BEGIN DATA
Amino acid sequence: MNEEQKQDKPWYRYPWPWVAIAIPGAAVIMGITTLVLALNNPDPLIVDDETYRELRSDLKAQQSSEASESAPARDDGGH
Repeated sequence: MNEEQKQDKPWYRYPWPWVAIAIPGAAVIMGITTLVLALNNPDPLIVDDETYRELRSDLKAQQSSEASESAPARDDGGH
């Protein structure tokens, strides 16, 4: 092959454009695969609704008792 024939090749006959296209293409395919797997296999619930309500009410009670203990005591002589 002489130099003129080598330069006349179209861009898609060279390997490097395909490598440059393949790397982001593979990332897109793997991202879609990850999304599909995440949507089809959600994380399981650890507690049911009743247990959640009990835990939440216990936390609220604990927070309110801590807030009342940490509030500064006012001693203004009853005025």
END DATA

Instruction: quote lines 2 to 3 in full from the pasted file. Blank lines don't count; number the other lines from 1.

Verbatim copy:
Repeated sequence: MNEEQKQDKPWYRYPWPWVAIAIPGAAVIMGITTLVLALNNPDPLIVDDETYRELRSDLKAQQSSEASESAPARDDGGH
């Protein structure tokens, strides 16, 4: 092959454009695969609704008792 024939090749006959296209293409395919797997296999619930309500009410009670203990005591002589 002489130099003129080598330069006349179209861009898609060279390997490097395909490598440059393949790397982001593979990332897109793997991202879609990850999304599909995440949507089809959600994380399981650890507690049911009743247990959640009990835990939440216990936390609220604990927070309110801590807030009342940490509030500064006012001693203004009853005025």